It's the first time we've ever had that. And so I think you begin to sort of peel that back and go, hey, what's happening there, what do you think you're having success there. And there's a couple of things. I think part of that is as I've shared with you, we've been working hard to improve the efficacy of our own teams recruiting capabilities and business development capabilities.

And we've continued to evolve and transform how that group and unit works. And it's really encouraging to see the progress they're making, whether it be new sales processes and structures, new ways of which to use data and digital to better target the marketplace for opportunities. So we're seeing them continue to grow a healthier and healthier pipeline and do a better job of pulling through those prospects once they're in the pipeline. You match that up with where we aligned our transition assistance with financial returns, and we think those two things bode well for our continued ability to recruit going forward, but also a more reflective of the success that we've had in the past other than any sort of circumstance out in the marketplace like a transaction they created a short run more episodic opportunity.

And again, I think that's what we're trying to do is build the fundamentals and foundation, so they're more reputable and sustainable predictor of your outcome versus just relying on some market circumstance. That said, we don't ignore. If there's an opportunity out in the marketplace that comes, we certainly try to allocate resources to those opportunities. So hopefully that gives you a little answer of how we think about both M&A with -- M&A specifically focused on advisor acquisition and then how we're thinking about recruiting.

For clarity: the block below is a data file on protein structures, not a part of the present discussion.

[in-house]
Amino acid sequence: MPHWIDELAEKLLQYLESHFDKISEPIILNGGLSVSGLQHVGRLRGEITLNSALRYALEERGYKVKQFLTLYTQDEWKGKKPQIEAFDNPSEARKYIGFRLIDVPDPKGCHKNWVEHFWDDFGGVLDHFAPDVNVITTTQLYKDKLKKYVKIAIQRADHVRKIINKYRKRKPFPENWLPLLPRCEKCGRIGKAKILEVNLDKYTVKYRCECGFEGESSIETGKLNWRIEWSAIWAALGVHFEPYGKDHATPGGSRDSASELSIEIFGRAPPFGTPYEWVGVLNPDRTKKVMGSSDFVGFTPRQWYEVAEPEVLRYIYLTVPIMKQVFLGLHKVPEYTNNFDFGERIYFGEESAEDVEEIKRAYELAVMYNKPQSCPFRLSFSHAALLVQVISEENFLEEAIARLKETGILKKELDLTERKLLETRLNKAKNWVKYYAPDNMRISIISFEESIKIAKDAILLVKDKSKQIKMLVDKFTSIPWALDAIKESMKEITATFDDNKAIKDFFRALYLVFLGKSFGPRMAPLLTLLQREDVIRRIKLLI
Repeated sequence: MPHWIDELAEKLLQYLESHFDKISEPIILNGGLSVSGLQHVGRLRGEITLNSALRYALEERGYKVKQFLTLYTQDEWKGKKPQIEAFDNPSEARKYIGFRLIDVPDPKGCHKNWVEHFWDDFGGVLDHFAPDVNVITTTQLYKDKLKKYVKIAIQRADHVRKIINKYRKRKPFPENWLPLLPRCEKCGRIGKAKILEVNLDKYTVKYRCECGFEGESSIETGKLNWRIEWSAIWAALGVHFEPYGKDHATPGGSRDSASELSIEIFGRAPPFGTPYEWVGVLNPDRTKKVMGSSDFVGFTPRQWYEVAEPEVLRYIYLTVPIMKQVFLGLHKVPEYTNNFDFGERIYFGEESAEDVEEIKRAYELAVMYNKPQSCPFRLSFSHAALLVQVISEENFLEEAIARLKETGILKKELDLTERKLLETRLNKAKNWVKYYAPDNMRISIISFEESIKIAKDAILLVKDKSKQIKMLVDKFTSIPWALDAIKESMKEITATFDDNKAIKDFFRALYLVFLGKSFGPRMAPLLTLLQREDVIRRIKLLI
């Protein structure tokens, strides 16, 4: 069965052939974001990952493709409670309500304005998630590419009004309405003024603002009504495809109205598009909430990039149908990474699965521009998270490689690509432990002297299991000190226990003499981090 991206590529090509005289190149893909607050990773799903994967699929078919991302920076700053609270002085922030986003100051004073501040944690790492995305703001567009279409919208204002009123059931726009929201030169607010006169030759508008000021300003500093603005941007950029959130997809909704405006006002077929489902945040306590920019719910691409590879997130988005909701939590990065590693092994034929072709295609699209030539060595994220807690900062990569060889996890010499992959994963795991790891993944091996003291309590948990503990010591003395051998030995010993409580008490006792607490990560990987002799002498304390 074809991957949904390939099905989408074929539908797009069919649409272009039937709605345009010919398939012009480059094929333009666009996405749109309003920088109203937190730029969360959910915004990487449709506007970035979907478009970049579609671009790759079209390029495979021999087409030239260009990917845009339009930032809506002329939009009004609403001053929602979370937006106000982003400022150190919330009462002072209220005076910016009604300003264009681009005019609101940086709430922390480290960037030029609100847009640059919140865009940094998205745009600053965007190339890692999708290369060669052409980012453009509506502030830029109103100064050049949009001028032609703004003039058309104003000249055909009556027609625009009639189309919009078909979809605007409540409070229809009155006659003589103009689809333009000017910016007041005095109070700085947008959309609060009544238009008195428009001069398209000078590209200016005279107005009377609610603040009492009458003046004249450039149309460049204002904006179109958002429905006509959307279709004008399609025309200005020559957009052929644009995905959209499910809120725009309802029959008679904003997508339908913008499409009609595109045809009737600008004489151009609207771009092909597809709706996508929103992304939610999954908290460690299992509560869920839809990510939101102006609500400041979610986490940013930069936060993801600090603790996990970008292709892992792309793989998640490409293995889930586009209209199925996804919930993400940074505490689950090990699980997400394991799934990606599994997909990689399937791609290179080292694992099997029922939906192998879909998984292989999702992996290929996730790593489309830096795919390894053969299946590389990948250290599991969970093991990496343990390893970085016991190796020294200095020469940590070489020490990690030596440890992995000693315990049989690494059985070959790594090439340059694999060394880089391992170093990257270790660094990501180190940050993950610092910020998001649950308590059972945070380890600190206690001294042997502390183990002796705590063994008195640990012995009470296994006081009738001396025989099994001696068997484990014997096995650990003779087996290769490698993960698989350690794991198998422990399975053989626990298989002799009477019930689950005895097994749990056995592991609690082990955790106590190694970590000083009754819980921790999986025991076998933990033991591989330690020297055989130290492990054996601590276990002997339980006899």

Let me pause there. You may have had a question about organic growth, but I'll let you follow up if you want me to drill down on that.

Steven Chubak -- Wolfe Research -- Analyst

Nice. It's really helpful color, Dan. I really wanted to focus on the M&A side. So I appreciate all that context.

Matt, just a question for you. Given the macro backdrop has been quite volatile over the past six months, I was hoping to hear your perspective on how you're feeling at this point in the year? And how it's going to impact your thoughts specifically around the areas like expanding capital management? Do you still feel good about the core G&A outlook and ongoing repurchases? And more specifically, was your original guidance dependent on continued rate hikes in '19.

Matt Audette -- Chief Financial Officer